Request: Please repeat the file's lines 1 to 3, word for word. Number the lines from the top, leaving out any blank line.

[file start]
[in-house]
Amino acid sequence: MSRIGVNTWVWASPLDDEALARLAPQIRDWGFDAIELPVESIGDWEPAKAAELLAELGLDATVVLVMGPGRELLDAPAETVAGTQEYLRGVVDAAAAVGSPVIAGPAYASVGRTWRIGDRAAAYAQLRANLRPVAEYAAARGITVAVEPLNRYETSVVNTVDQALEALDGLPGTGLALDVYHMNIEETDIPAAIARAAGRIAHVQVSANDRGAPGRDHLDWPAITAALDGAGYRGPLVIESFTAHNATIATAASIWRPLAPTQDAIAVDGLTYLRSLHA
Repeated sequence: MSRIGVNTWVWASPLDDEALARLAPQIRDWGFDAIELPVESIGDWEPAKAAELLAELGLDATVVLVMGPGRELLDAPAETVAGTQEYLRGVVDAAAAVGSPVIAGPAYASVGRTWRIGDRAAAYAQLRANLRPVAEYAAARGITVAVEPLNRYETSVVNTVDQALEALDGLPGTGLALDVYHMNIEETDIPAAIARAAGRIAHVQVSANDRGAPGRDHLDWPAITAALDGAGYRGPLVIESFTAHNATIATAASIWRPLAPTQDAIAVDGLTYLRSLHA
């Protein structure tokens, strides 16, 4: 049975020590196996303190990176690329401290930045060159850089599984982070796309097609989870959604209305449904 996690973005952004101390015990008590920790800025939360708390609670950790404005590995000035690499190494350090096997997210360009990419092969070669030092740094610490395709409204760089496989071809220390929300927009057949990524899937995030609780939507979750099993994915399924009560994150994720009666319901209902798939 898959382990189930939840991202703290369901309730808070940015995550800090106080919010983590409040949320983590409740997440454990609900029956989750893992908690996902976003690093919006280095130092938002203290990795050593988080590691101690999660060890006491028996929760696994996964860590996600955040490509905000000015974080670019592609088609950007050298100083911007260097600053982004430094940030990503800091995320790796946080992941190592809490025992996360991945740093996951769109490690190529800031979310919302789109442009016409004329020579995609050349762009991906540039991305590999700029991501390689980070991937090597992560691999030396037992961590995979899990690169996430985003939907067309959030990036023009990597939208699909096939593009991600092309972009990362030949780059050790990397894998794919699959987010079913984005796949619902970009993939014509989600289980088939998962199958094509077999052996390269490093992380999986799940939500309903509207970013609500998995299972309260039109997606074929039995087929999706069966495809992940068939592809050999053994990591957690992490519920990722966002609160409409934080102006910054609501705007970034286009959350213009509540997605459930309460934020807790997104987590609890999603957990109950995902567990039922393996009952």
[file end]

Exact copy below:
[in-house]
Amino acid sequence: MSRIGVNTWVWASPLDDEALARLAPQIRDWGFDAIELPVESIGDWEPAKAAELLAELGLDATVVLVMGPGRELLDAPAETVAGTQEYLRGVVDAAAAVGSPVIAGPAYASVGRTWRIGDRAAAYAQLRANLRPVAEYAAARGITVAVEPLNRYETSVVNTVDQALEALDGLPGTGLALDVYHMNIEETDIPAAIARAAGRIAHVQVSANDRGAPGRDHLDWPAITAALDGAGYRGPLVIESFTAHNATIATAASIWRPLAPTQDAIAVDGLTYLRSLHA
Repeated sequence: MSRIGVNTWVWASPLDDEALARLAPQIRDWGFDAIELPVESIGDWEPAKAAELLAELGLDATVVLVMGPGRELLDAPAETVAGTQEYLRGVVDAAAAVGSPVIAGPAYASVGRTWRIGDRAAAYAQLRANLRPVAEYAAARGITVAVEPLNRYETSVVNTVDQALEALDGLPGTGLALDVYHMNIEETDIPAAIARAAGRIAHVQVSANDRGAPGRDHLDWPAITAALDGAGYRGPLVIESFTAHNATIATAASIWRPLAPTQDAIAVDGLTYLRSLHA